Chief Financial Officer Natwar M. Gandhi is scheduled to testify Thursday before a D.C. Council committee about problems in his agency, ranging from deficiencies in the tax office to an inquiry by the Securities and Exchange Commission into internal financial audits that were not made public until recently.
Gandhi’s appearance will be the second in two months before the Committee on Finance and Revenue, which initially called a series of hearings in response to reports in The Washington Post.
In 2012, the tax office more often struck deals directly with owners who had appealed to an independent board or to Superior Court. The overall results lowered the District's tax base by $4.1 billion. A look at the past four years and how the cuts in assessments compared.
D.C. Inspector General report on the city’s management and valuation of commercial real property assessments.
ARCHIVES | Coverage of the controversy over reductions in proposed assessments that cut D.C.’s tax base by $2.6 billion.
The first hearing in October was dominated by William J. DiVello, who abruptly resigned as internal affairs chief for the Office of the Chief Financial Office a week before he testified because he said senior managers refused to make public a revised audit that showed that tax office supervisors could change property values without detection.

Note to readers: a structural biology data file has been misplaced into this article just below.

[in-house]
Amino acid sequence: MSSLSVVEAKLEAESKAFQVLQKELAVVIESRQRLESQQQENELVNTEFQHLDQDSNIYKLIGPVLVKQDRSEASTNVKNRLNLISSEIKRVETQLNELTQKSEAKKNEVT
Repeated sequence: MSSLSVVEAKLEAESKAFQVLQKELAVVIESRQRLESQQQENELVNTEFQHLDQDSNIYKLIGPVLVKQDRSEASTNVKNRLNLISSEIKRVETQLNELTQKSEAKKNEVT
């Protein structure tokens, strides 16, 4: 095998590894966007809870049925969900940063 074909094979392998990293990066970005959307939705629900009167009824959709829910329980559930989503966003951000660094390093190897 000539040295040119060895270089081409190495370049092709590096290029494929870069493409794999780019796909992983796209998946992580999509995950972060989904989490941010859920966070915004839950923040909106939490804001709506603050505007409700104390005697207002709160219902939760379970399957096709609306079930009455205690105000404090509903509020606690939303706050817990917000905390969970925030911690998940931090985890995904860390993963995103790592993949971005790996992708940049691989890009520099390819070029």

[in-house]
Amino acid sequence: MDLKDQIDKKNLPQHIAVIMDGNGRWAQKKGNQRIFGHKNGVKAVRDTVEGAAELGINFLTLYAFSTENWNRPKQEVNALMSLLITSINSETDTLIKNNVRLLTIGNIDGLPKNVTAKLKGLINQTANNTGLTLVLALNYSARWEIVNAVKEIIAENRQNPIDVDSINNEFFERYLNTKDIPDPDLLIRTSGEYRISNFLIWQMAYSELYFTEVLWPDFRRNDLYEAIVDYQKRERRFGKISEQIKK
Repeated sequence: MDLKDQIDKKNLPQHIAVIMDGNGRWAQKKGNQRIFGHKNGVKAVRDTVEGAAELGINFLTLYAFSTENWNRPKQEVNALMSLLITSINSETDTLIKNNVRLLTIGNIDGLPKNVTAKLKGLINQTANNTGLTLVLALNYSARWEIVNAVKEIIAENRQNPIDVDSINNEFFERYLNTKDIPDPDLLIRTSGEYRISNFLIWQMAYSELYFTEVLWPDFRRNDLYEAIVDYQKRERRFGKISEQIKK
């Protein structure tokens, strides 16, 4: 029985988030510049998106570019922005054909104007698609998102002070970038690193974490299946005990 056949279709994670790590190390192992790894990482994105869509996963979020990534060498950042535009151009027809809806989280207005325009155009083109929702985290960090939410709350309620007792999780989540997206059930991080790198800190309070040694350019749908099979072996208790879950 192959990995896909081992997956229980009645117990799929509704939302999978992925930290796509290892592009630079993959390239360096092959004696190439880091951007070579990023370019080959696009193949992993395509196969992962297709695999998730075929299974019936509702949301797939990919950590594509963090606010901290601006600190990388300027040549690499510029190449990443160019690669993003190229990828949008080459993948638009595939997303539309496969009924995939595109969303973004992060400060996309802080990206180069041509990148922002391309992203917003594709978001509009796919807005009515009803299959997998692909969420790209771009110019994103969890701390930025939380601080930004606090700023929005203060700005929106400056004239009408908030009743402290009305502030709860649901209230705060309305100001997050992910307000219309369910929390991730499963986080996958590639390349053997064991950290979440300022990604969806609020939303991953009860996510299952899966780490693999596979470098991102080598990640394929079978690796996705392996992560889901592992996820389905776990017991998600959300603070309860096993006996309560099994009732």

Since then, a February deposition of Robert Andary, DiVello’s predecessor, shows that he resigned for similar reasons. “Mr. Gandhi inserted himself into the process,” Andary said during the deposition. “He wanted to tell me how the report should be issued and whether the report should be issued and whether anything should be written down as a result of the audit, and I would not concede to that.”
Andary’s deposition was taken in relation to a lawsuit filed by Eric Payne, Gandhi’s former contracts director, who has filed a wrongful-termination suit against the city. Payne claims he was demoted and later terminated after he bucked pressure to change the solicitation of the city’s lucrative lottery contract to accommodate bidders favored by some council members.
Buddy Roogow, lottery director, is also scheduled to testify.
Thursday’s hearing also follows the launch of an official SEC inquiry into the internal audits, which some experts say could be aimed at finding out whether they should have been disclosed to investors during the city’s bond sales.
Council member Jack Evans (D-Ward 2), chairman of the committee, said an update on Gandhi’s response to the SEC is on the agenda for Thursday. He is also asking for an update on the search for a new chief tax assessor. Tony L. George, the former assessor, resigned in October amid controversy over $2.6 billion in assessment reductions and that he misstated the reason for leaving a previous job in Georgia.
The internal affairs unit remains without a permanent director.
Staff writer Debbie Cenziper and researcher Jennifer Jenkins contributed to this report.